Fall in love with the Fallingwater.


In the rural Southwestern Pennsylvania, USA, a unique masterpiece of architecture, called the Fallingwater is located over the Bear Run waterfall. This house was designed by the architect, Frank Lloyd Wright. Its construction began in 1936 and was completed in 1939.

What makes this particular building so significant in the history of architecture is, its year of construction, with respect to the typical style of architecture that prevailed during that time period. The typical style of architecture during the 1930s was the Traditionalism, which consisted of many huge concrete pillars, domes and other similar monolithic forms. In such an era, Wright came up with a masterwork of organic architecture called the Fallingwater which harmoniously blends with its surroundings and promotes the interaction of man and nature. Thus, Fallingwater is considered to be the best all time work of American architecture and unquestionably the most famous private residence ever built.


Fallingwater was designed as a weekend house for the family of Edgar J. Kaufmann, owners of Pittsburgh’s largest department store. The site of the house was the Kaufmann family’s mountain property at Bear Run, Pennsylvania, where they enjoyed weekend and summer vacations. The critical element in this setting is the waterfall over which the house is built. The family expected that the house would be built facing the waterfall. However Wright, who was intrigued by the landscape of Bear Run with the mature forests, massive sandstone boulders, a wild free flowing stream and a forest understory covered with native plants and wildflowers, suggested that the house rise over the falls rather than facing it. Wright was inspired by the Japanese architecture, as a result of which he created harmony between man and nature.

 Traditionalism, typical style of architecture in the 1930s

Fallingwater grows from the site’s rocky landscape. Its concrete terraces float above the falls drawing attention to the waters. Thus, the residents can feel and hear the presence of water amidst them, rather than seeing it. The surroundings of the Fallingwater change according to the four seasons, so that the residents can experience different seasons accordingly. The terraces and balconies of Fallingwater are projecting out horizontally without being supported by any columns. Although the terraces and balconies are hovering over the falls, they are anchored to the house’s central stone chimney.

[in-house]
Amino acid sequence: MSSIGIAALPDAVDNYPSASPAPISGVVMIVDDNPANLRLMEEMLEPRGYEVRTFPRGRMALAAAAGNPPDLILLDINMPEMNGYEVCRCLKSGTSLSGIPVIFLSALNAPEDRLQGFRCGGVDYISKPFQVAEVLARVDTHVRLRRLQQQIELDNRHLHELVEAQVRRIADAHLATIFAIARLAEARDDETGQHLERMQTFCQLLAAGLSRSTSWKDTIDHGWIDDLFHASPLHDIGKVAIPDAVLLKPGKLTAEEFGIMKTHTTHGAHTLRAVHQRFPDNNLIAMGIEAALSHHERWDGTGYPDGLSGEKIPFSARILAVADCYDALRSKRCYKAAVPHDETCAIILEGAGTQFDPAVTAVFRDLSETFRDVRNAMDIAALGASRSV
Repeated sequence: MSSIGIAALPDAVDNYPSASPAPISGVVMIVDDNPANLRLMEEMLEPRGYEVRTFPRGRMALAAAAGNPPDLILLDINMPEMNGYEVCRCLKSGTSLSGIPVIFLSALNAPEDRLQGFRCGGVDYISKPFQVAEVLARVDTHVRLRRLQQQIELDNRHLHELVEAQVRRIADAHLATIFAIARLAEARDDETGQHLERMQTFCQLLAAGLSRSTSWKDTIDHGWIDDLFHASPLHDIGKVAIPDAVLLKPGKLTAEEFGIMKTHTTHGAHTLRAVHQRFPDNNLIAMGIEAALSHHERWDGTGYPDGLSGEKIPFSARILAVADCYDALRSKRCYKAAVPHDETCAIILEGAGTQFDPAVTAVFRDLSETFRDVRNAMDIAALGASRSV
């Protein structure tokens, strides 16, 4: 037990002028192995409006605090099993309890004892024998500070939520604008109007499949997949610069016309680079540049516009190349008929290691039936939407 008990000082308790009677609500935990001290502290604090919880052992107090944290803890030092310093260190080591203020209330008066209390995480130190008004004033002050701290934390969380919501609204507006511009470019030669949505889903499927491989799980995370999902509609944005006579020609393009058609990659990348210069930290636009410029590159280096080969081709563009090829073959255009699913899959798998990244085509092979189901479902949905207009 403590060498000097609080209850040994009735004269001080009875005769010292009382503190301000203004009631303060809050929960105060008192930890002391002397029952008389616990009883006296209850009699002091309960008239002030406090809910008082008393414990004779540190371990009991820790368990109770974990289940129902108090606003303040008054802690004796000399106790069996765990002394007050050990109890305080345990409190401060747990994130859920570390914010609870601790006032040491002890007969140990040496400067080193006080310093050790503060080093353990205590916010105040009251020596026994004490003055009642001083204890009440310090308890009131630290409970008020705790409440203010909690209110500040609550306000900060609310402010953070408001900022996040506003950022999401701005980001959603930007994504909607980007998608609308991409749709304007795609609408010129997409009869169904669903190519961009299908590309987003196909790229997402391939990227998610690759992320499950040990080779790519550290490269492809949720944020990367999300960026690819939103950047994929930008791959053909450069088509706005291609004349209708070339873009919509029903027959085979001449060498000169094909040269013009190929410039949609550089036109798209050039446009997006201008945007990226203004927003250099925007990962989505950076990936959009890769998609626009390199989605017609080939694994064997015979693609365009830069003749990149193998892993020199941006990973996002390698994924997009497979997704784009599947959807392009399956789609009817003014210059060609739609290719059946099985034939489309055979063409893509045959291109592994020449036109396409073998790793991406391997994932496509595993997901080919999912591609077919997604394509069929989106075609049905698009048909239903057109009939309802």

Fallingwater consists of two parts as the main house of the client and the guest room. Client’s house consists of three floors, with a living room and a kitchen on the first floor, three small bedrooms on the second floor and the study and bedroom of the son of Edgar Kaufmann in the third floor. All the rooms experience the natural surroundings of the site. The living room has steps that directly lead to the water below. Wright wanted the residents to have a sense of compression when indoors and of expansion when approaching the outdoors. Hence, terraces occupy half of the building while interior spaces are small with low ceilings reaching up to 6’ 4’’ which creates a sense of a sheltered cave.


After the death of Edgar J. Kaufmann, his son became the heir to this property. In 1963, he entrusted the building and the nearby land to the Western Pennsylvania Conservancy. In the following year, Fallingwater opened as a museum. The Conservancy maintains the building in proper conditions and about 150,000 visitors visit it annually. In 1966, Fallingwater was declared as a National Historic landmark and in 1991, it was named as the ‘’Best all time work of American architecture by the American Institute of Architects (AIA).

Many years have passed since the construction of the Fallingwater, but still no similar work of architecture has been constructed up to date. Thus, Fallingwater has no progeny, which makes it even more significant in the history of world architecture.

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